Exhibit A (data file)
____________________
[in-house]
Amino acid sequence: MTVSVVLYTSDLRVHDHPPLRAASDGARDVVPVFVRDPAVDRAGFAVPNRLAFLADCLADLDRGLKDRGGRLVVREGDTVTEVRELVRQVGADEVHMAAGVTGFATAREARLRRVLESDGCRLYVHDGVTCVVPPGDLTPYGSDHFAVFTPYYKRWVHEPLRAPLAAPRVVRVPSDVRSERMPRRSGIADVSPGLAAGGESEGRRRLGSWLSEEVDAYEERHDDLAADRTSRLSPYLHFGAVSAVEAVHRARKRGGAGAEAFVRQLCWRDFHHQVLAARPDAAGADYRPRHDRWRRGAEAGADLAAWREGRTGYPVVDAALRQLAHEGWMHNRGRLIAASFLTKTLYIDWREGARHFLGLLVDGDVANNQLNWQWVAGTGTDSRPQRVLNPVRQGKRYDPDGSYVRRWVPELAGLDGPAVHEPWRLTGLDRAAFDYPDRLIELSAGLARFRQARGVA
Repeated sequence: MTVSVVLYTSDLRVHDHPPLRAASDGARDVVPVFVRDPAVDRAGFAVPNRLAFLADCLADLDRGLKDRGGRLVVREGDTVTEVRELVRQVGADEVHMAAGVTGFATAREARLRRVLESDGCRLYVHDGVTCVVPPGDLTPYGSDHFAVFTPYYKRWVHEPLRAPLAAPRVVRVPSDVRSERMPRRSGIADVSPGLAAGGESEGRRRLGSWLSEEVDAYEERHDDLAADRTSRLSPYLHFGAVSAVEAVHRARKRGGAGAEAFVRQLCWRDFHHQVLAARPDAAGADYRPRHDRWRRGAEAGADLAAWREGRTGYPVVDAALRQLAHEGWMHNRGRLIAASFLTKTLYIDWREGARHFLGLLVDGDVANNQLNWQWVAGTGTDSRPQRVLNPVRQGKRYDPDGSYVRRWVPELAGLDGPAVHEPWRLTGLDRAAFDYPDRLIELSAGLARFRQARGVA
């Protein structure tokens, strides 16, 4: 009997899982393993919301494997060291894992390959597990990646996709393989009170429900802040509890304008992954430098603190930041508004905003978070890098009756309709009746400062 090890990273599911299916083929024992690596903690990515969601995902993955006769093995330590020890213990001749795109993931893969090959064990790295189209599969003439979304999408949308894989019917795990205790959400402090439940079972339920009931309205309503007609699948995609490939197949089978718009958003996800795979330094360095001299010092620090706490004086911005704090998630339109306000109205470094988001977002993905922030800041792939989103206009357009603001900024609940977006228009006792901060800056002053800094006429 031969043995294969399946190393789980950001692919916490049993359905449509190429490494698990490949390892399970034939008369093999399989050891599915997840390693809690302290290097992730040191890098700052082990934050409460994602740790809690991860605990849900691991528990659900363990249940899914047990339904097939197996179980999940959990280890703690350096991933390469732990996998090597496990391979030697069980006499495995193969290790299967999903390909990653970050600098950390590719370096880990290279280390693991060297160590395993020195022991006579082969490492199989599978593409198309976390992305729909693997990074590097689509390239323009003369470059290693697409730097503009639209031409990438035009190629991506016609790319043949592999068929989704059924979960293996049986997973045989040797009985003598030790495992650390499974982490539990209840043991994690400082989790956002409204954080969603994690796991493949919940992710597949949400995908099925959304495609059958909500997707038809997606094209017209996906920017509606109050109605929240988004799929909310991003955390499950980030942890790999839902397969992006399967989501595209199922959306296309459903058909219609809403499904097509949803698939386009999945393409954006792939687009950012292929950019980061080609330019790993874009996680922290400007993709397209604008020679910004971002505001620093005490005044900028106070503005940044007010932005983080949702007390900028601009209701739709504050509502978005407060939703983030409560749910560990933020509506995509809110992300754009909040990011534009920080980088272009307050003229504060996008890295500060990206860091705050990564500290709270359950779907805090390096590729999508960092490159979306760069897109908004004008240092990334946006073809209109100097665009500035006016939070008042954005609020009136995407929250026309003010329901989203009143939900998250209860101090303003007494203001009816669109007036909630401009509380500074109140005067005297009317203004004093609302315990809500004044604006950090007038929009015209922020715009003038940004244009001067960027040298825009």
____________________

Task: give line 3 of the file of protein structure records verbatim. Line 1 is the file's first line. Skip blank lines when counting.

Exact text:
Repeated sequence: MTVSVVLYTSDLRVHDHPPLRAASDGARDVVPVFVRDPAVDRAGFAVPNRLAFLADCLADLDRGLKDRGGRLVVREGDTVTEVRELVRQVGADEVHMAAGVTGFATAREARLRRVLESDGCRLYVHDGVTCVVPPGDLTPYGSDHFAVFTPYYKRWVHEPLRAPLAAPRVVRVPSDVRSERMPRRSGIADVSPGLAAGGESEGRRRLGSWLSEEVDAYEERHDDLAADRTSRLSPYLHFGAVSAVEAVHRARKRGGAGAEAFVRQLCWRDFHHQVLAARPDAAGADYRPRHDRWRRGAEAGADLAAWREGRTGYPVVDAALRQLAHEGWMHNRGRLIAASFLTKTLYIDWREGARHFLGLLVDGDVANNQLNWQWVAGTGTDSRPQRVLNPVRQGKRYDPDGSYVRRWVPELAGLDGPAVHEPWRLTGLDRAAFDYPDRLIELSAGLARFRQARGVA